11 Ohio St. J. on Disp. Resol. 521 (1996)
Hot Coffee, Cold Cash: Making the Most of Alternative Dispute Resolution in High-Stakes Personal Injury Lawsuits

handle is hein.journals/ohjdpr11 and id is 541 raw text is: Hot Coffee, Cold Cash: Making the Most of
Alternative Dispute Resolution in
High-Stakes Personal Injury Lawsuits
I. INTRODUCTION
When trial lawyers write about alternative dispute resolution (ADR),
they are always quick to point out that not all cases lend themselves equally
well to resolution by alternative means.1 The prevailing view among
litigators is that certain types of cases are not amenable to settlement by any
ADR techniques and can only be resolved by full-scale litigation.2 One type
of lawsuit generally thought to be ADR-resistant is the high-stakes personal
injury suit, a classification which includes medical malpractice, products
liability, and severe personal injury claims.
However, ADR can be successful in high-stakes personal injury
lawsuits. By examining the recent case of Liebeck v. McDonald's
Restaurants3 (popularly referred to as the hot coffee case), a personal
injury and products liability case where the parties resisted settlement, and
by exploring ADR techniques which might have succeeded in that case, it
can be seen how, with some modifications, certain types of ADR can be an
alternative to protracted and expensive litigation.
The facts of Liebeck and a brief overview of high-stakes litigation will
be discussed in the remainder of Part I of this Note. Part II will discuss the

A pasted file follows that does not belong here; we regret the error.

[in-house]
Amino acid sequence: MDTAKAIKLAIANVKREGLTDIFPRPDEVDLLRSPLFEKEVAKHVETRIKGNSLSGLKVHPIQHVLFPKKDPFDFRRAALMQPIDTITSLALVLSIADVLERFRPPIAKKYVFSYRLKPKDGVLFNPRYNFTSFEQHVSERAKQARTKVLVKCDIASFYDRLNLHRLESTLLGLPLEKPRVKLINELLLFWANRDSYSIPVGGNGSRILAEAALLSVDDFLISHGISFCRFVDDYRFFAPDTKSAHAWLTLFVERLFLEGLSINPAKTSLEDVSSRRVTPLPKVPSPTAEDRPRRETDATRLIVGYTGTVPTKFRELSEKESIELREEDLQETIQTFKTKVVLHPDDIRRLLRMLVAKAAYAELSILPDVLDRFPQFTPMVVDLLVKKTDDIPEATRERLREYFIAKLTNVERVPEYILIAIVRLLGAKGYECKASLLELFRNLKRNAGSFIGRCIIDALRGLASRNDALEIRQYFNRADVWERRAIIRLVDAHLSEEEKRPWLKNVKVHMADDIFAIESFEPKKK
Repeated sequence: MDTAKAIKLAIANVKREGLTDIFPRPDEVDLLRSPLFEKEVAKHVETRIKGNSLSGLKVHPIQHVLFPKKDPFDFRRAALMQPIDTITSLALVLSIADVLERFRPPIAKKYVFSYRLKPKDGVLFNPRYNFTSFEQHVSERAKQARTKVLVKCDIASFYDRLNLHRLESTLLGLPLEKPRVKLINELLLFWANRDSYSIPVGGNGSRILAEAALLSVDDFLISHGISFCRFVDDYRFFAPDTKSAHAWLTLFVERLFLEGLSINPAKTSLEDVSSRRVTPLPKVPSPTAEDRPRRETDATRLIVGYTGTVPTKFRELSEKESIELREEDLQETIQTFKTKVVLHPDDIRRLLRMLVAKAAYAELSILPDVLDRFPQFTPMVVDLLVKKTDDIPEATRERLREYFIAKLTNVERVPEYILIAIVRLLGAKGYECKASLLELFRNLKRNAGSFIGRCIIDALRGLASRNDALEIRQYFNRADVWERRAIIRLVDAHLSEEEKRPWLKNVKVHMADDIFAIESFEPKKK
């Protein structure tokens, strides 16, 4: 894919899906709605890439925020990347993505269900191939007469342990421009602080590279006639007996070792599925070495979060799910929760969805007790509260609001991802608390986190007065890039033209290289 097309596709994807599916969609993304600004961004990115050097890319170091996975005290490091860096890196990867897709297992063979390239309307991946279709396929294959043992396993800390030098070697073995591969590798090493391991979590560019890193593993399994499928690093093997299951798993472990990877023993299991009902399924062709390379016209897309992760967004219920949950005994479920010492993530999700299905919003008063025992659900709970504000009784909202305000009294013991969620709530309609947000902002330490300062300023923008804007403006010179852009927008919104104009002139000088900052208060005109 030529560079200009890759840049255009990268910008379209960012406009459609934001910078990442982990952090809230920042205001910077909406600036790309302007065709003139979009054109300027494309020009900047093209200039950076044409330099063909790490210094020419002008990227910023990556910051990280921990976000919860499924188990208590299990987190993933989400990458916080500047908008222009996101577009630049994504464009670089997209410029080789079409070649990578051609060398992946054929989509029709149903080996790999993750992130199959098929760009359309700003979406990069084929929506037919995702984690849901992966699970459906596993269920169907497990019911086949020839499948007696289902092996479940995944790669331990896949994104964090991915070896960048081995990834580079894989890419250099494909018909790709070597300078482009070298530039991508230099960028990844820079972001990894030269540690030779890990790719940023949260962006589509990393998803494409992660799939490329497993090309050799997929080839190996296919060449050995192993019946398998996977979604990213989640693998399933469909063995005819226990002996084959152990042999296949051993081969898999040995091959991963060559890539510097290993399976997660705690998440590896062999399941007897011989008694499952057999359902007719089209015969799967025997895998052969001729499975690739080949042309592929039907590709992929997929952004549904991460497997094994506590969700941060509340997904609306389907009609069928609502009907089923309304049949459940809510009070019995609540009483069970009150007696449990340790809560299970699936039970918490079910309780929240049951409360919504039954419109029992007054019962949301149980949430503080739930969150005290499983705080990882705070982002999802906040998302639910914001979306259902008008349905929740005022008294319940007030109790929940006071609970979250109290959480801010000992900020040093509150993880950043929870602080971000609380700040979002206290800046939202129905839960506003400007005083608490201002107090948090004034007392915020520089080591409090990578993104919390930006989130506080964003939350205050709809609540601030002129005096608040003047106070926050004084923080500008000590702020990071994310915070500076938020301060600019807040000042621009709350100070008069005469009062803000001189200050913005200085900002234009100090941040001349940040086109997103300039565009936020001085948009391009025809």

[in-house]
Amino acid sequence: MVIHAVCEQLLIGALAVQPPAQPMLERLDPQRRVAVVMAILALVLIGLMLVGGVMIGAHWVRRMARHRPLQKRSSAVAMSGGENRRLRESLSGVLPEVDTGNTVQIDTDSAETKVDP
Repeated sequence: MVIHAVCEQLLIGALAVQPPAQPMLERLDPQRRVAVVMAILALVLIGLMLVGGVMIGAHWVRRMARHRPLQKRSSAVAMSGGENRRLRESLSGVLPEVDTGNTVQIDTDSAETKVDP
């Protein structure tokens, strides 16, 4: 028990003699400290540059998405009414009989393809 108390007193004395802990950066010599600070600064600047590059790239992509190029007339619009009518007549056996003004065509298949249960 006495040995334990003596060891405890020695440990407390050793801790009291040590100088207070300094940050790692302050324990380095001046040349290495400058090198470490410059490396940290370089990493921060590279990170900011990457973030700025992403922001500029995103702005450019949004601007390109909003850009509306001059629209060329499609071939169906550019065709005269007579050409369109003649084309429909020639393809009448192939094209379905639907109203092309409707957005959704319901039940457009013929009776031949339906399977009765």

limited success in high-stakes cases of ADR techniques which are not
structured like a trial, such as mediation and negotiation. Part III will
explore the use of ADR techniques which have a trial-like structure, such as
summary jury trials and mini-trials, in high-stakes cases. In Part IV, the
conclusion that trial-like procedures are better-suited to resolving high-
stakes suits, and the implications of that conclusion, will be discussed.
1 See, e.g., M. Neal Rains, A Trial Lawyer's Perspective on Alternative Dispute
Resolution, In CORPORATE COUNSEL'S GUIDE TO ALTERNATIVE DISPUTE RESOLUTION
TECHNIQUES 1.063, 1.065 (William A. Hancock ed., 1989); ERIC GALTON, MEDIATION: A
TEXAS PRACTICE GUIDE 5 (1993); James F. Henry, ADR and Personal Injury Litigation,
TRIAL, Apr. 1987, at 73; Charles Thensted, Litigation and Less: The Negotiation Alternative,
59 TUL. L. REv. 76, 95-96 (1984).
2 Rains, supra note 1, at 1.065; Henry, supra note 1, at 73.
3 No. CV-93-02419 (Bernalillo County 2d Jud. Dist. Ct., Bernalillo County, New
Mexico, Aug. 29, 1994) (filed Sept. 14, 1994).

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